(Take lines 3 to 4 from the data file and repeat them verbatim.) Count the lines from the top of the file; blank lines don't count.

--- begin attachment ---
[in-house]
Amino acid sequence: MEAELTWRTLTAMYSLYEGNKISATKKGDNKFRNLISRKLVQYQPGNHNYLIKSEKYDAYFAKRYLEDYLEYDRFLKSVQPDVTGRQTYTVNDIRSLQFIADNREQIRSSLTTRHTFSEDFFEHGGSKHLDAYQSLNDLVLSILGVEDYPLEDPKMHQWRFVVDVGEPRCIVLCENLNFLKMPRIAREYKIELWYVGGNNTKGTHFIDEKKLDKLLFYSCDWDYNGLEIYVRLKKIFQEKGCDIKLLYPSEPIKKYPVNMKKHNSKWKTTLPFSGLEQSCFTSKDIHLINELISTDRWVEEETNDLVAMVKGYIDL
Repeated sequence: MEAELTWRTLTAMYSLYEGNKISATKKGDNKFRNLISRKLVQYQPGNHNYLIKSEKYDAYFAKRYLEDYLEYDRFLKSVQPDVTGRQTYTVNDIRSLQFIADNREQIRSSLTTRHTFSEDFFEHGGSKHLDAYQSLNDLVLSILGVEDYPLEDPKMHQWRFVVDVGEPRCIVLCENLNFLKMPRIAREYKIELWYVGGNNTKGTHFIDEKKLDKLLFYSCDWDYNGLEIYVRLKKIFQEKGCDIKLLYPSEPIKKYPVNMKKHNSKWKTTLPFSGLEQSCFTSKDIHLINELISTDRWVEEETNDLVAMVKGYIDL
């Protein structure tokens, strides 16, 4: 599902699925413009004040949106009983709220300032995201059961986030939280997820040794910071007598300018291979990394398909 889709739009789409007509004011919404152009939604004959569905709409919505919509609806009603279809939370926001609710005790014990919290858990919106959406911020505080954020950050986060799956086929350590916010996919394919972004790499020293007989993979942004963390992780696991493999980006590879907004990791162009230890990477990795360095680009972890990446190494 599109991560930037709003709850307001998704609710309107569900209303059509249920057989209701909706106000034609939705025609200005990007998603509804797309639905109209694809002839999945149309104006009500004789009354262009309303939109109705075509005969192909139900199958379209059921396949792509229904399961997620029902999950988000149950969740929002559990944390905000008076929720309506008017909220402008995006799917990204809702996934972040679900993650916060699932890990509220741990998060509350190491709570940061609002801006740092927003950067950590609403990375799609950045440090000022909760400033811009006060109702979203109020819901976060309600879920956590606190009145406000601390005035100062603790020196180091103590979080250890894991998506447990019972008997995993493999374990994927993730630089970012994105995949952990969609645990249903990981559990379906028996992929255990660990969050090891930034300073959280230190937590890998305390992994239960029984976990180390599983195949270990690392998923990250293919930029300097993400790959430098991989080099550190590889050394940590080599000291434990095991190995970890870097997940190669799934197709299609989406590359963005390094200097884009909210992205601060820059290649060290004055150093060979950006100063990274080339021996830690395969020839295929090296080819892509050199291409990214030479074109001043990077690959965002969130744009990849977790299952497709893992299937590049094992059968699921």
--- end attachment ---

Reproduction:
Repeated sequence: MEAELTWRTLTAMYSLYEGNKISATKKGDNKFRNLISRKLVQYQPGNHNYLIKSEKYDAYFAKRYLEDYLEYDRFLKSVQPDVTGRQTYTVNDIRSLQFIADNREQIRSSLTTRHTFSEDFFEHGGSKHLDAYQSLNDLVLSILGVEDYPLEDPKMHQWRFVVDVGEPRCIVLCENLNFLKMPRIAREYKIELWYVGGNNTKGTHFIDEKKLDKLLFYSCDWDYNGLEIYVRLKKIFQEKGCDIKLLYPSEPIKKYPVNMKKHNSKWKTTLPFSGLEQSCFTSKDIHLINELISTDRWVEEETNDLVAMVKGYIDL
């Protein structure tokens, strides 16, 4: 599902699925413009004040949106009983709220300032995201059961986030939280997820040794910071007598300018291979990394398909 889709739009789409007509004011919404152009939604004959569905709409919505919509609806009603279809939370926001609710005790014990919290858990919106959406911020505080954020950050986060799956086929350590916010996919394919972004790499020293007989993979942004963390992780696991493999980006590879907004990791162009230890990477990795360095680009972890990446190494 599109991560930037709003709850307001998704609710309107569900209303059509249920057989209701909706106000034609939705025609200005990007998603509804797309639905109209694809002839999945149309104006009500004789009354262009309303939109109705075509005969192909139900199958379209059921396949792509229904399961997620029902999950988000149950969740929002559990944390905000008076929720309506008017909220402008995006799917990204809702996934972040679900993650916060699932890990509220741990998060509350190491709570940061609002801006740092927003950067950590609403990375799609950045440090000022909760400033811009006060109702979203109020819901976060309600879920956590606190009145406000601390005035100062603790020196180091103590979080250890894991998506447990019972008997995993493999374990994927993730630089970012994105995949952990969609645990249903990981559990379906028996992929255990660990969050090891930034300073959280230190937590890998305390992994239960029984976990180390599983195949270990690392998923990250293919930029300097993400790959430098991989080099550190590889050394940590080599000291434990095991190995970890870097997940190669799934197709299609989406590359963005390094200097884009909210992205601060820059290649060290004055150093060979950006100063990274080339021996830690395969020839295929090296080819892509050199291409990214030479074109001043990077690959965002969130744009990849977790299952497709893992299937590049094992059968699921």